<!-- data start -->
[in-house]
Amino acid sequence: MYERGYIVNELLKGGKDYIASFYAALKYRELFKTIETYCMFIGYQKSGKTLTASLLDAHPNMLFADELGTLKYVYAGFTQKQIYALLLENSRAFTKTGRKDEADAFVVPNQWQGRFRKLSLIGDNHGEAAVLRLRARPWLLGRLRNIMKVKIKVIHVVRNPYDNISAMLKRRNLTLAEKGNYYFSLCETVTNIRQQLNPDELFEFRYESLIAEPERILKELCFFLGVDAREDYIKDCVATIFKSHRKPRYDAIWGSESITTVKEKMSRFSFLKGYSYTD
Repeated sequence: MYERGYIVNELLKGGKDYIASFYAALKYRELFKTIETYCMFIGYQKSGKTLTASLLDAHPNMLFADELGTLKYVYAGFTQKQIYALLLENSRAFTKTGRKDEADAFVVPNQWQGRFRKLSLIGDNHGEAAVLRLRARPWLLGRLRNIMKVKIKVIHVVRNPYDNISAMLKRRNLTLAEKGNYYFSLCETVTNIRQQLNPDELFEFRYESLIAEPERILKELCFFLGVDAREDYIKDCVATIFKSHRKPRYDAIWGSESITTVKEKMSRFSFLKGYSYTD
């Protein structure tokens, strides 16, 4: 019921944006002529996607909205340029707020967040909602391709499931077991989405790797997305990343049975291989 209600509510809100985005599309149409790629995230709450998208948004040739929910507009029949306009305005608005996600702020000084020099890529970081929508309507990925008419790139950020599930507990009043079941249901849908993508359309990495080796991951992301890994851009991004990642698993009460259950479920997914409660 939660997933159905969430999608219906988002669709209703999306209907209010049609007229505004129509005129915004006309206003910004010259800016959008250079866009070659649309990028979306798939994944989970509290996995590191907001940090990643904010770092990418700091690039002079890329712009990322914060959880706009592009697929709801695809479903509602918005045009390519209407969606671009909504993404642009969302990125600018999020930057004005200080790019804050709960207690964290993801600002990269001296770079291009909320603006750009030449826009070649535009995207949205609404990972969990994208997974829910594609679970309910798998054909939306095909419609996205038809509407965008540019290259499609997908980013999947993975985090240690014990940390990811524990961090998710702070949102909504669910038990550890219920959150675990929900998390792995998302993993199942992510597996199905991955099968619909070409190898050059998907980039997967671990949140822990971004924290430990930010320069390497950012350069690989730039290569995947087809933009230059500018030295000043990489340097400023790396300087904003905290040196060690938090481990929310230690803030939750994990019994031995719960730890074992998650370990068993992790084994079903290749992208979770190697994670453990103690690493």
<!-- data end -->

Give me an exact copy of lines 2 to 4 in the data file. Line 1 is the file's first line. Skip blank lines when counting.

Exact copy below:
Amino acid sequence: MYERGYIVNELLKGGKDYIASFYAALKYRELFKTIETYCMFIGYQKSGKTLTASLLDAHPNMLFADELGTLKYVYAGFTQKQIYALLLENSRAFTKTGRKDEADAFVVPNQWQGRFRKLSLIGDNHGEAAVLRLRARPWLLGRLRNIMKVKIKVIHVVRNPYDNISAMLKRRNLTLAEKGNYYFSLCETVTNIRQQLNPDELFEFRYESLIAEPERILKELCFFLGVDAREDYIKDCVATIFKSHRKPRYDAIWGSESITTVKEKMSRFSFLKGYSYTD
Repeated sequence: MYERGYIVNELLKGGKDYIASFYAALKYRELFKTIETYCMFIGYQKSGKTLTASLLDAHPNMLFADELGTLKYVYAGFTQKQIYALLLENSRAFTKTGRKDEADAFVVPNQWQGRFRKLSLIGDNHGEAAVLRLRARPWLLGRLRNIMKVKIKVIHVVRNPYDNISAMLKRRNLTLAEKGNYYFSLCETVTNIRQQLNPDELFEFRYESLIAEPERILKELCFFLGVDAREDYIKDCVATIFKSHRKPRYDAIWGSESITTVKEKMSRFSFLKGYSYTD
């Protein structure tokens, strides 16, 4: 019921944006002529996607909205340029707020967040909602391709499931077991989405790797997305990343049975291989 209600509510809100985005599309149409790629995230709450998208948004040739929910507009029949306009305005608005996600702020000084020099890529970081929508309507990925008419790139950020599930507990009043079941249901849908993508359309990495080796991951992301890994851009991004990642698993009460259950479920997914409660 939660997933159905969430999608219906988002669709209703999306209907209010049609007229505004129509005129915004006309206003910004010259800016959008250079866009070659649309990028979306798939994944989970509290996995590191907001940090990643904010770092990418700091690039002079890329712009990322914060959880706009592009697929709801695809479903509602918005045009390519209407969606671009909504993404642009969302990125600018999020930057004005200080790019804050709960207690964290993801600002990269001296770079291009909320603006750009030449826009070649535009995207949205609404990972969990994208997974829910594609679970309910798998054909939306095909419609996205038809509407965008540019290259499609997908980013999947993975985090240690014990940390990811524990961090998710702070949102909504669910038990550890219920959150675990929900998390792995998302993993199942992510597996199905991955099968619909070409190898050059998907980039997967671990949140822990971004924290430990930010320069390497950012350069690989730039290569995947087809933009230059500018030295000043990489340097400023790396300087904003905290040196060690938090481990929310230690803030939750994990019994031995719960730890074992998650370990068993992790084994079903290749992208979770190697994670453990103690690493």